Whoopi Goldberg was funny, charming, and loud; a combination that usually doesn’t work (unless you’re Chris Tucker, and even that’s a stretch), but it fit well here. Can you believe they almost cast Jackeé Harry as Oda Mae Brown, but when Whoopi signed on, they cut her out?
We could have had Paul Hogan as Sam Wheat, Andie MacDowell as Molly Jensen, and Jackeé Harry as Oda Mae Brown.
- Casting decisions can sometimes be perfect, even while at first, they may seem odd.
- Patrick Swayze had a stellar career and this was only one of his biggest achievements.
- Be a good person, because those shadow demons are horrifying.
Where can you see it?
Check out Ghost on CanIStream.It?
What I DIDN’T Like About it (also a truncated excerpt from an upcoming chapter of My Cancer Story): When I was hospitalized for Leukemia, I would occasionally get a visit from a Catholic Priest. He had once mentioned to me that he loved this movie. At the time I had seen it twice, and agreed. “Yeah, it’s pretty good.” I thought it weird that a Priest would try and recommend it to me, considering it’s a Hollywood production and doesn’t mention the words “Heaven” or “Hell” in it. But I figured that was the end of the topic.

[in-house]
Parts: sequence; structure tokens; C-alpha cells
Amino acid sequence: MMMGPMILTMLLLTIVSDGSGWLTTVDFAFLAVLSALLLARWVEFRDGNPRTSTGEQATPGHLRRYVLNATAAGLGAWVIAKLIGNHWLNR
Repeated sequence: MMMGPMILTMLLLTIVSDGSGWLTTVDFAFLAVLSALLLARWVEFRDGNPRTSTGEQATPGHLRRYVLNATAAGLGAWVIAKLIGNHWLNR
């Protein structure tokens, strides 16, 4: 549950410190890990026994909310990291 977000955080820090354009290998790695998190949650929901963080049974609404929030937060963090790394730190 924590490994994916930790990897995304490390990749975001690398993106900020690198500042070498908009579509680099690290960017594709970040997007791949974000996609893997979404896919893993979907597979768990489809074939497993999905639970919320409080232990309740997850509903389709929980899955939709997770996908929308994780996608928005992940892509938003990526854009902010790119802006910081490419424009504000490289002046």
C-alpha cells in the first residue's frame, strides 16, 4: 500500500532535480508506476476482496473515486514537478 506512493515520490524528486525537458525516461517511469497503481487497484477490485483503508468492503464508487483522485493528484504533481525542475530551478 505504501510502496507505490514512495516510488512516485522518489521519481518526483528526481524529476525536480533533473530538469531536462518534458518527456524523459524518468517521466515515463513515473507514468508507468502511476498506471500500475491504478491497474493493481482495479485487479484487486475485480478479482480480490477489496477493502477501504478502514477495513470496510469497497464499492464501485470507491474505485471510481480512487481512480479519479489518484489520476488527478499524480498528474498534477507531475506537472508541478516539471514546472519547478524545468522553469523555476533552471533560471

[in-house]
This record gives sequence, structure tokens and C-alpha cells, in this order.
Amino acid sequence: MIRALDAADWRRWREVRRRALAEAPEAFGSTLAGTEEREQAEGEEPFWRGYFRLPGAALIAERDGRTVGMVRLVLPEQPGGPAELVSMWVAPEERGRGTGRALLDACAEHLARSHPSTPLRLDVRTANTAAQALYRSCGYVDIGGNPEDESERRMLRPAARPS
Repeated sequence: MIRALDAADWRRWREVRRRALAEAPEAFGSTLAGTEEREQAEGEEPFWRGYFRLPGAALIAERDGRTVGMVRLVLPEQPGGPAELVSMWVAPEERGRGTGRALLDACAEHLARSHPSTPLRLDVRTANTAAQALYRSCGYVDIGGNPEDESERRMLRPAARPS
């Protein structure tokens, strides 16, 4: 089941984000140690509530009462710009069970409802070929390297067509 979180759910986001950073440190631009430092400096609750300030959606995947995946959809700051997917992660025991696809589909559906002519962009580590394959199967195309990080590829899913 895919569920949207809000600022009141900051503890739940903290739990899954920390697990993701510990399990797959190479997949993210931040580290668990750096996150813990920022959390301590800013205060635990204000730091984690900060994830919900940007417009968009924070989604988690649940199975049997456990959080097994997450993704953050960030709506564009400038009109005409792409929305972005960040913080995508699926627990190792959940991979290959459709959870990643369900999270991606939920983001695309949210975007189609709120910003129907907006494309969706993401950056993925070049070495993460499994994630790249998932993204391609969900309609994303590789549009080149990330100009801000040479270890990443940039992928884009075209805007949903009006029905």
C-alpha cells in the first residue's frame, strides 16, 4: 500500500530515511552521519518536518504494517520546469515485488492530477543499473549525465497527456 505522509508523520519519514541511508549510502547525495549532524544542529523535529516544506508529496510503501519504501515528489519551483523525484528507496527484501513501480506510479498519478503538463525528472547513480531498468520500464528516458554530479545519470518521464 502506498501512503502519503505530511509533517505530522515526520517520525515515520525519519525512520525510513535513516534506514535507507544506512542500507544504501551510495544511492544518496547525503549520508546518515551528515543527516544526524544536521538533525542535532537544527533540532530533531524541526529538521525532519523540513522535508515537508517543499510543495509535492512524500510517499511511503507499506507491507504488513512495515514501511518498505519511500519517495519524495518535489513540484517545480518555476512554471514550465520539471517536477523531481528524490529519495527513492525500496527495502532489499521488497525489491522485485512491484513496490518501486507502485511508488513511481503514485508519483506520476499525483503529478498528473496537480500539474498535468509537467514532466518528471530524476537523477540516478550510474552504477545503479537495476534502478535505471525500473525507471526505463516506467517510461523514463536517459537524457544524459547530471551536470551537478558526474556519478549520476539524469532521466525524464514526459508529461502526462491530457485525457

But when he returned later in the week, and presented me with a gift: My very own copy of Ghost. I was happy to see he had thought of me, and went out of his way to buy me the movie and said thanks and thought that would be it. But then he asked: “Would you like to watch it now?” Horrified and afraid to say no to a Priest, I reluctantly said yes. So we sat down, me on my hospital bed, and him in the recliner next to me and watched the entirety of Ghost.
It was one of the most awkward things that has ever happened to me, and I can never forget it. The most disturbing part was when the clay pot scene started and “Unchained Melody“ roared out of the television’s speakers. I wanted to rip my IV out, run out of the room and never go back. But instead I just sat there, never breaking my sight from the T.V.
After the movie ended, he promptly left, and I hadn’t watched Ghost for over seven years.
But I still have the very same copy… It was the one I used for this #52PickUp.